Category Archives: Maps

Local Search API List

Posted on Monday, February 22, 2010 by No comments yet

Posted today on Local SEO Guide

Just posted the following list of local search api’s on SearchEngineLand.  I am going to be maintaining the list here and will be updating it from time to time.

Hyperlocal news site bought by

Posted on Monday, August 17, 2009 by 2 comments

The “local” web is all a-buzz today…

From its founder

EveryBlock has been acquired by

From the Local Onliner

While the site takes a unique approach, it is poised to compete with other hyperlocal sites such as,, Placeblogger and (acquired by AOL this summer for $10 million).

From TechCrunch

EveryBlock currently covers only about 15 cities in the U.S. and comScore estimates its U.S. audience to be only 143,000 unique visitors a month (July, 2009). In contrast, competitor attracts 800,000 unique visitors in the U.S. These are relatively small numbers, but these services do a good job of collecting neighborhood news without the expense of actually reporting it.

From Kara Swisher–a joint venture of Microsoft (MSFT) and GE (GE) unit NBC Universal–paid several million dollars for the “hyper-local” information site, which is up and running in 15 cities, including New York, San Francisco, Seattle, Chicago and Boston, sources said.

In June, Time Warner (TWX) online unit AOL paid about $10 million to buy Patch Media.

The New York-based start-up is a platform that does deeply localized coverage of communities on a range of topics, from announcements to news to events to obituaries. It is aimed at competing with local newspapers and other media.

EveryBlock takes a slightly different approach, scouring a mass of publicly available data in a variety of U.S. cities from a variety of public records–such as crime stats, building permits and restaurant inspections–and reassembling them into more comprehensible and geographically relevant news feeds, depending on what a user asks for.

And we’ve been asking the same question as Gotham Gazette…

… anyone familiar with the Knight News Challenge knows about Knight’s open source requirement: projects developed with Knight funding must be released under an open source license — it is one of the terms of funding. EveryBlock released their source code a few months ago, but Biella Coleman posed an excellent question

“Since the code is under a GPL3, doesn’t have to also keep it under the same license if modified? Or can they take the code base since Everyblock is a web-based service?”

… And, James Vasile at Hacker Visions has an answer. It is a complex answer, and worth a read. Loosely? The holder of the copyright is not necessarily bound by the license a project was released under.

Neighborhood Boundaries and Maponics

Posted on Friday, August 14, 2009 by No comments yet

Vermont’s Maponics continues to develop its wares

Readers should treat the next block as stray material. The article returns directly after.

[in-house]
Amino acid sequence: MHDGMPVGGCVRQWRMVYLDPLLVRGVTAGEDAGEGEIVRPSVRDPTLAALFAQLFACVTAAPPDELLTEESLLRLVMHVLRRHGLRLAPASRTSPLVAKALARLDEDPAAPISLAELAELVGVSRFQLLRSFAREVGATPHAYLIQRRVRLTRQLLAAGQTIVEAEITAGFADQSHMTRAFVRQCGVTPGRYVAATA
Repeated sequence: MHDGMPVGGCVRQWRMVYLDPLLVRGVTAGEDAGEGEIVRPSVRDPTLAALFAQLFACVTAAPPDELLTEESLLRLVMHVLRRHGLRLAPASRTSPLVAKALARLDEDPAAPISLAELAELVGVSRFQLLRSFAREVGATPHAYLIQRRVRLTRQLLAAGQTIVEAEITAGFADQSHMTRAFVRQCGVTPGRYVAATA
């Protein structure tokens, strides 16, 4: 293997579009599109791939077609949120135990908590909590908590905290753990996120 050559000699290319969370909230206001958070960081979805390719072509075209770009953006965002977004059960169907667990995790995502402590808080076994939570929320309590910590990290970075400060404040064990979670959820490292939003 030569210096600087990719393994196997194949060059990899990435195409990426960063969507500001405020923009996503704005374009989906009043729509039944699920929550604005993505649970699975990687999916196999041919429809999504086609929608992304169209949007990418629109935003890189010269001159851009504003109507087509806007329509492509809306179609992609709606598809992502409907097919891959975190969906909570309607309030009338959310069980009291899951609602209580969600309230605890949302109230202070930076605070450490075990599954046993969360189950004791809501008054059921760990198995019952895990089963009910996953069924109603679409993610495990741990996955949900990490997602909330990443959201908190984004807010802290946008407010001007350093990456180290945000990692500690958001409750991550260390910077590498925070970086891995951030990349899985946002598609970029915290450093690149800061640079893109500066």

Yesterday we announced the launch of the Maponics Neighborhood Classification Schema™, a new feature embedded within the Maponics Neighborhood Boundaries™ database. Read our news release here!

Neighborhood Classification Schema ImageWith this, we are thrilled to have expanded the depth of our neighborhood boundaries database and made it more powerful for companies looking to target or filter out neighborhoods with specific characteristics.

Zip Codes and Polygons

Posted on Wednesday, December 10, 2008 by No comments yet

Defining physical boundaries of neighborhoods is a cornerstone of Front Porch Forum. So we’re interested in local boundaries generally.  Vermont-based Maponics shares a good primer today about ZIP Codes and carrier routes (and they have neighborhood polygons too)…

The ZIP Code and carrier route coding system was specifically developed by the United States Postal Service (USPS) in order to make mail delivery more efficient.  This means that what the average person refers to as a “ZIP Code”, is actually a collection of addresses that have the same 5-digit code assigned to them. The USPS then further splits up each of these ZIP Codes into smaller blocks of addresses: carrier routes. A carrier route literally corresponds to the group of addresses that an individual mail service employee is responsible for delivering to each day.

There are roughly 43,000 ZIP Codes in the US.  These are divided into approximately 600,000 unique carrier routes with, on average, 15 carrier routes per ZIP Code.  Fifty percent of these are PO Box-based carrier routes which do not have actual delivery areas.

ZIP Codes and carrier routes do not tie in to any other US geography. Because of this, they frequently cross city, census tract, county and even state boundaries. The USPS does not provide maps or map data for ZIP Codes and carrier routes. Businesses looking for postal map data to inform their sales territory tracking, direct marketing and other initiatives have to turn to private map data compilers for this information.

Read the full post

Center’d integrates people, places and plans

Posted on Tuesday, October 14, 2008 by No comments yet

Mike Boland posted today about a conversation with Center’d’s CEO who…